Um, Why Is My Dog Scooting Their Butt Across the Floor?
Dr. Shea Cox on what to do when “anal sacs go bad.”
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When it comes to gross behaviors, your dog scooting their butt across the floor (or on your new rug), definitely tops the list. It may seem funny or weird, but scooting is no laughing matter — in fact, it’s usually a sign of an issue with your dog’s anal sacs. They drag their butts across the floor in an attempt to empty their full anal glands. Some dogs will also lick the anal area, while others will nip and bite at their bottom or chase their tails.
Dog anal gland issues are a fairly common problem. Anal sac impaction, a.k.a. blockage, most often results in only minor irritation, but if left unchecked, an anal gland abscess (a swollen, pus-filled mass) can develop. Ew is right. As a vet, ruptured anal glands are a common complication that I see with dogs in the ER. People usually present their dog for “bleeding from the rectum” and swelling under their dog’s tail when, in reality, it’s a ruptured anal sac that is draining blood-tinged fluid. It’s what I refer to as “anal sacs gone bad.” Keep reading to learn more about dog scooting, including how to keep your dog’s butt healthy.
What are dog anal glands?
Canine anal sacs are two grape-sized glands just inside a dog’s anus that contain a foul-smelling brown material. People often describe the dog’s anal gland smell to be “fishy.” Prior to domestication, dogs used the material produced by these glands to mark their territory, emptying the sacs voluntarily.
These days, dogs have largely lost their ability to empty their sacs on demand, but the process occurs naturally during normal defecation when firm feces are passed, lubricating the anal opening in the process. These glands can also “spontaneously empty” during times of stress or excitement; you may recognize this has happened when your dog suddenly develops a very unpleasant odor, or you notice that your dog smells like fish when scared.
How do dog anal abscesses form?
Dog anal sacs become impacted when a blockage develops in the duct that leads from the gland to the anus. The main causes for a blockage in the duct include having a softer stool or diarrhea, allergies that result in inflammation of the sac and duct, or just plain luck of the genetic draw. It is a common misconception that scooting means that a dog has worms. Surprisingly, worms are not a general cause for anal gland swelling.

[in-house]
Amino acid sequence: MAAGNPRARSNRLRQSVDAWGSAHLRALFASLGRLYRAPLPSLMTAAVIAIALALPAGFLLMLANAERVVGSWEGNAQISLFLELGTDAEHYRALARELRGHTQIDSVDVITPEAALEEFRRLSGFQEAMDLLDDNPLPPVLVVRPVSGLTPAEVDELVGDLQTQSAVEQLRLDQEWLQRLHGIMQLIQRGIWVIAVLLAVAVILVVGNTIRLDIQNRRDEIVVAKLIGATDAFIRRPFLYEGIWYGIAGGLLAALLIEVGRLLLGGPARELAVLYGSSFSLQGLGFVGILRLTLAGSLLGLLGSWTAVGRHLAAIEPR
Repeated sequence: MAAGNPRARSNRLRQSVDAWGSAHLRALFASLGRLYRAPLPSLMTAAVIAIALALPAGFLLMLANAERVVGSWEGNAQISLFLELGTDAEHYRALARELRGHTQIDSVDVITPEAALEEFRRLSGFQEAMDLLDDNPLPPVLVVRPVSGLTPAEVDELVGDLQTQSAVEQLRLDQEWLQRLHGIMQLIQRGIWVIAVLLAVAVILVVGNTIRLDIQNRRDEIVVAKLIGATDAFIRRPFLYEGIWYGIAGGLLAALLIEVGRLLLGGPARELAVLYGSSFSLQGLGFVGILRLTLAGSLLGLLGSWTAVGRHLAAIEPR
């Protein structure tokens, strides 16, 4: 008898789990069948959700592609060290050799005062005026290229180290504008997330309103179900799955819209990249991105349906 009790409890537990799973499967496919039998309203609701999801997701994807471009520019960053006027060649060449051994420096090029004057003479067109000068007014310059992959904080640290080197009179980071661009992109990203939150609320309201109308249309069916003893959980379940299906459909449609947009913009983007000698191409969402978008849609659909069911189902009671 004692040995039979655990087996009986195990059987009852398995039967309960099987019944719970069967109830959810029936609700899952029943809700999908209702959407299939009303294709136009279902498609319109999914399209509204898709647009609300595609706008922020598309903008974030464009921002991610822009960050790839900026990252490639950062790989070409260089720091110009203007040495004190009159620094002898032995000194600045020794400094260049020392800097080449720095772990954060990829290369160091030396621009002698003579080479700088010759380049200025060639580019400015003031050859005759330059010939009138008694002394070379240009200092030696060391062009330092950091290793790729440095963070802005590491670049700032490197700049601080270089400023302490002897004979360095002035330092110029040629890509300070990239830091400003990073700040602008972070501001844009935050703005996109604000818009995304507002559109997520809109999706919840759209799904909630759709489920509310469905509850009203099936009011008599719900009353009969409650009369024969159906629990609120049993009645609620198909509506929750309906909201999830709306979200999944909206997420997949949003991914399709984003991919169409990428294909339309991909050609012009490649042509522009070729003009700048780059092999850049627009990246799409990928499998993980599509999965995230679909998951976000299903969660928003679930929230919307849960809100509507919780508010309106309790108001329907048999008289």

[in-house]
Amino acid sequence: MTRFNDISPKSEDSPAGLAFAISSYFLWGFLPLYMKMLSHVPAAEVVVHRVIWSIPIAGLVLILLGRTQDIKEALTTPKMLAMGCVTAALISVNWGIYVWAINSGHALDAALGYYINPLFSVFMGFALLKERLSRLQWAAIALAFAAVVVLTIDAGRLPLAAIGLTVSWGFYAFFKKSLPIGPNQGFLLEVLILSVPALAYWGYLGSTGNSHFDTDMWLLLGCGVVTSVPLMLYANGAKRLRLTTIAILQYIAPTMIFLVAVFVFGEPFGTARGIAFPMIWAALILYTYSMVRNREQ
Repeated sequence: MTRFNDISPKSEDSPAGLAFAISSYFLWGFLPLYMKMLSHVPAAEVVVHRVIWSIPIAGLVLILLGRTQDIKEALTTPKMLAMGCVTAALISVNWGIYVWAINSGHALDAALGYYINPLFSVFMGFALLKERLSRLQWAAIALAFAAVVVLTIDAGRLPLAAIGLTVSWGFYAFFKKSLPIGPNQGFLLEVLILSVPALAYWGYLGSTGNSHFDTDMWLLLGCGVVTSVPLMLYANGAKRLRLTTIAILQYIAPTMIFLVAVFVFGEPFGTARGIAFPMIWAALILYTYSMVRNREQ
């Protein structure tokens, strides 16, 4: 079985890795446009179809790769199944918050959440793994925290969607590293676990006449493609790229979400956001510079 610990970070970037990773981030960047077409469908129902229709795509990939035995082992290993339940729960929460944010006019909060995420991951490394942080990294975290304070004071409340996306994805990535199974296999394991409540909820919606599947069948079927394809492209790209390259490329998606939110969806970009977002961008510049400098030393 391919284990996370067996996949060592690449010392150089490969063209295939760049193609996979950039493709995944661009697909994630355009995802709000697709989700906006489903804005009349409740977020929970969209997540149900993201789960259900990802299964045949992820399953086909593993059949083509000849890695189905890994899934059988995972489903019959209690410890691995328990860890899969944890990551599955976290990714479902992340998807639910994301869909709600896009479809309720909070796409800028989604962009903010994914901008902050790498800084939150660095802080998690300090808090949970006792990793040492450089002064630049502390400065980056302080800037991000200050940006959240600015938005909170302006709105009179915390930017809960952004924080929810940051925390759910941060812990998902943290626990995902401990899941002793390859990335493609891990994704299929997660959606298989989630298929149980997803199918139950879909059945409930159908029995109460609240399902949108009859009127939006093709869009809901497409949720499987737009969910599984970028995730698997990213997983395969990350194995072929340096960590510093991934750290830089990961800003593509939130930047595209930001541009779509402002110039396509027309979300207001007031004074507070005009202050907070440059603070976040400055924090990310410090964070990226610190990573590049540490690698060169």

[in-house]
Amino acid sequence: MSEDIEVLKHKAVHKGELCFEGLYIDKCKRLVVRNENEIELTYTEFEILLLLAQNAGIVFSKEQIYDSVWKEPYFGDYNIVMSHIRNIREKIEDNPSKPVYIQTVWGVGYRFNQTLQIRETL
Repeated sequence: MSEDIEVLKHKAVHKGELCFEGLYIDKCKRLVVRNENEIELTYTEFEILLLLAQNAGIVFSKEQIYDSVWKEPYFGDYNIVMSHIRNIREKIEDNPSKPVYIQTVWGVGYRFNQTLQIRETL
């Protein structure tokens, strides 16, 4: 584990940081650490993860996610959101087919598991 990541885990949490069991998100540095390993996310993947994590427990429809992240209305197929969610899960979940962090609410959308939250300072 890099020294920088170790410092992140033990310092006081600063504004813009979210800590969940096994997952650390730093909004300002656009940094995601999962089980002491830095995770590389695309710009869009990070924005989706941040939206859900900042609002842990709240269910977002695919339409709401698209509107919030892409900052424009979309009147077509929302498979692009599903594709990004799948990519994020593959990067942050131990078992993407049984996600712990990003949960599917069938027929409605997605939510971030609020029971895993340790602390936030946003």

At this stage, the anal gland is generally swollen and not painful. However, if an anal gland infection develops, the dog’s butt will become painful and swollen and an abscess may form, leading to bleeding from the rectum.
Anal sac infections develop because blockage of the duct results in inflammation of those local tissues. In general, any tissue that’s inflamed is no longer happy and healthy, making it easy for the bacteria that normally live in the area to get out of check and “take over,” causing a bacterial infection.
How are swollen anal glands treated?
I bravely tackled the mission of watching a disturbing array of YouTube videos, trying to find one that best demonstrates how swollen anal glands are treated. This video provides a good primer. It may be considered graphic by some, so please don’t click the link if you are easily queasy — some things are best left to professionals.
That said, it is possible to express your dog’s anal glands at home. Obviously, it’s not for everyone, but if you feel comfortable doing so, you can. I strongly recommend asking your veterinarian or groomer to demonstrate how to do this before you try it for the first time. A second pair of hands up at the front of your dog is helpful to give distracting rubs on the head and praise. A word of caution: Expressing incorrectly can cause irritation and lead to further problems, so make sure you are able to perform the task correctly.
What if your dog continues scooting after treatment?
Your veterinarian should recheck the anal glands if your dog’s scooting behavior continues for more than a couple of days following sac-emptying. If left unattended, an abscess can develop in the gland and rupture through the skin of the rectal region, causing bleeding. A ruptured anal sac abscess is oftentimes mistaken for rectal bleeding. Anal sac abscesses are generally treated at home with antibiotics, pain medications, and warm compresses on the area. Another important reason to take your dog to the vet if the scooting continues is that there could be another issue at play, such as allergies, parasites, or even referred back pain.
If your dog is scooting on a regular basis and their anal sacs need to be expressed every month or more, you may opt to have the sacs surgically (and therefore permanently) removed. The procedure to remove a dog’s anal glands can be complicated, as the sacs are located next to many important nerves — specifically, those that control rectal sphincter function. If improperly performed, your dog could permanently lose control of their bowel function. Despite how scary this sounds, anal sac removal is considered a relatively “simple” surgery by experienced surgeons.
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Dr. Shea Cox, DVM, CVPP, CHPV
Dr. Shea Cox is the founder of BluePearl Pet Hospice and is a global leader in animal hospice and palliative care. With a focus on technology, innovation and education, her efforts are changing the end-of-life landscape in veterinary medicine.